13.06. Lucia Carminati (A Global Checkpoint at Port Said: Labor Mobility and the Suez Canal After 1869)
This session will be online: https://fu-berlin.webex.com/fu-berlin-en/j.php?MTID=m1c2374fd50a91f5a9bb8e432ffe40a2b
Abstract for Lucia Carminati’s talk:
In 1859, nowhere on maps was newly minted Port Said to be found. The town, already teeming with life, lay on the northern Egyptian shore. It had been just founded as the first worksite run by the Universal Company of the Maritime Canal of Suez, overseeing the excavation of a north-south waterway across the Isthmus of Suez. In 1906, a standard-gauge railway connected the seemingly isolated Port Said to the rest of Egypt. Overall, even if this town happened to attract fortune seekers over the course of its history, it failed to meet the expectations of its planning and birth. Yet Port Said’s unfulfilled promise and ambiguous status as a city that was both connected and disconnected provide incentives to reposition this apparently obscure place into the limelight of the Middle Eastern stage.
Biography of Lucia Carminati:
She is associate professor in migration history at the Department of Archaeology, Conservation and History of the University of Oslo. Previously assistant professor at the History Department of Texas Tech University, she was a Polonsky Postdoctoral Fellow at the Van Leer Jerusalem Institute between 2018 and 2020 after having completed a Ph.D. in modern Middle East history at the History Department of the University of Arizona. Among other projects, she is finalizing a manuscript titled Seeking Bread and Fortune in Port Said, 1859-1906: Labor Mobility and the Making of the Suez Canal.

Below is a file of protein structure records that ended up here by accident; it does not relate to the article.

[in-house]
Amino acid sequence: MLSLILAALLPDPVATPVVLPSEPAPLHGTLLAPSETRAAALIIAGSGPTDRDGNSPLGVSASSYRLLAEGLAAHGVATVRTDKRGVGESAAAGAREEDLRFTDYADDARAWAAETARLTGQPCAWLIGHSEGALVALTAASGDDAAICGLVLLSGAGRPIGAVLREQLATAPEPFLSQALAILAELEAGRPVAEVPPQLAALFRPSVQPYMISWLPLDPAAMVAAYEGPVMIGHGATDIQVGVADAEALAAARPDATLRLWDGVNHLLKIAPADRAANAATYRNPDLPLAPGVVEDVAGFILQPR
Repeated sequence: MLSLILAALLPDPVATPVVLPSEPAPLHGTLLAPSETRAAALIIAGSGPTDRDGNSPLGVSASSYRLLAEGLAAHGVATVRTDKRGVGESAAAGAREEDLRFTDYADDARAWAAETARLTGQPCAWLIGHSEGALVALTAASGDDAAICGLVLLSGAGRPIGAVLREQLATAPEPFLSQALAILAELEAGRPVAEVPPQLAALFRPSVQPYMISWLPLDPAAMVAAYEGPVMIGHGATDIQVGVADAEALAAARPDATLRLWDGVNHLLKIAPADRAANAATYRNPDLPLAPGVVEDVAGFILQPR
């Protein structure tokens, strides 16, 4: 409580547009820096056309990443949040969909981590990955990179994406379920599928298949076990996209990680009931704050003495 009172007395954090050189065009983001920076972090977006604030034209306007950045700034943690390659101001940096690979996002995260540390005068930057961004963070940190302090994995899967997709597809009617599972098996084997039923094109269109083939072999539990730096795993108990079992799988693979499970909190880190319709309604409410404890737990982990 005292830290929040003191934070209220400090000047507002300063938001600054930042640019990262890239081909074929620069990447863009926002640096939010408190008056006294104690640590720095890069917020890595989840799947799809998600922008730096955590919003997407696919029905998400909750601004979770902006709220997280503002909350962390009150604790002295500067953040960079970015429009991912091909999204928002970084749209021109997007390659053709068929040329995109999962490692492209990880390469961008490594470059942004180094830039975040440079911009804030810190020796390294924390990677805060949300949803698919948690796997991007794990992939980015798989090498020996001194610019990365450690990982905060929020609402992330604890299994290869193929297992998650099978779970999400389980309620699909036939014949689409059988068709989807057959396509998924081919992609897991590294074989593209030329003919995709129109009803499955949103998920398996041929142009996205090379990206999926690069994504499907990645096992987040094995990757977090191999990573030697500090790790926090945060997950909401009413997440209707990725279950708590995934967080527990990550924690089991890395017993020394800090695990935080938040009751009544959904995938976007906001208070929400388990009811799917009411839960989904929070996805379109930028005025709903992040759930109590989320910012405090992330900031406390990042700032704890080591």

For further information or questions, please do not hesitate to contact Michael Goebel at: email@example.com and Timothy Nunan at: firstname.lastname@example.org. We look forward to seeing you on Monday evening.